The industrial revolution in Norway started in Halden
It started in Tistedal of all places! The initiator was the wealthy youth Mads Wiel. In 1882 he met Charles Axel Nordberg, who ran and developed spinning machines and cottoncloth machines.
Mads Wiel initially applied to the King in Copenhagen for the right (privilege) to launch a textile factory. Before he recieved an answer, Mads Wiel started building his factory already in the spring of 1813. When the union with Sweden was a fact in the autumn of 1814, Mads Wiel again applied, butt his time he submitted the application to the King on Stockholm, Carles XIII, and he recieved his letter of privilege! A new chapter in Norwegian industrial history had been created.
-a factory that has been considered Norway's first modern industrial company.
The machines were smuggled from England, and through England he also bought cotton. The local input factors were capital, hydropower, employees and a Scandinavian market. Textiles were expensive 200 years ago. Spinning and weaving had been handwork, and fine clothes were so exclusive that the tailor was obviously a man. Cotton was a new and exciting material around 1800. It was first imported from India, but soon cotton cultivation was taken over by the plantations in the US South states.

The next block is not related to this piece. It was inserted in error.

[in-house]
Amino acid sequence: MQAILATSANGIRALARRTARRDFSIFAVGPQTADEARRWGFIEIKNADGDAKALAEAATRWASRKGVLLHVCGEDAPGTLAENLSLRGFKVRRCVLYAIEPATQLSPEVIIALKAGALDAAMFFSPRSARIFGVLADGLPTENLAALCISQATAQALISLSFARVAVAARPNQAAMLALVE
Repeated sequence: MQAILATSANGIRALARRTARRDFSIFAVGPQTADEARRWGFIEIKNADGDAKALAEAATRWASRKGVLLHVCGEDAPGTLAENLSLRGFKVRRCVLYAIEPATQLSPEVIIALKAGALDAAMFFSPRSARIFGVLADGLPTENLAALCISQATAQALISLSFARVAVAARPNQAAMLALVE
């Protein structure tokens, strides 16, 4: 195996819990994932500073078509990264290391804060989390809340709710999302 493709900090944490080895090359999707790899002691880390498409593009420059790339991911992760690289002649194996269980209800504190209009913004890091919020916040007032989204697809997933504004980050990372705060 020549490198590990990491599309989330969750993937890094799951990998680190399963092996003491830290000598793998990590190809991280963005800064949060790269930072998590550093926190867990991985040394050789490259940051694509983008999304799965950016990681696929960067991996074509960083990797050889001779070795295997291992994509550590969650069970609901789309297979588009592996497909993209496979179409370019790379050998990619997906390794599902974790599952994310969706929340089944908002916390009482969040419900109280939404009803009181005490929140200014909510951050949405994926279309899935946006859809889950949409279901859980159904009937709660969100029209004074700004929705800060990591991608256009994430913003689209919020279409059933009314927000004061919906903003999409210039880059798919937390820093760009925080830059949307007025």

A cotton mill demanded international contacts, wich Halden and Tistedalen had in the 19th century, and from the factory there is an extensive exchange of letters in English, French and German with cities like Liverpool and Hamburg
In addition to modernization and mass production of textile goods, women now also had the opportunity to work outside the home. It was not a well paid job, but women became more independent and became a kind of revolution in family life.
Haldens cotton spinning & weaving eventually closed down the business in 1972, and all of the furniture was auctioned away. Still, the building masses still stand as a monument to what once was - and just think if the walls could speak ...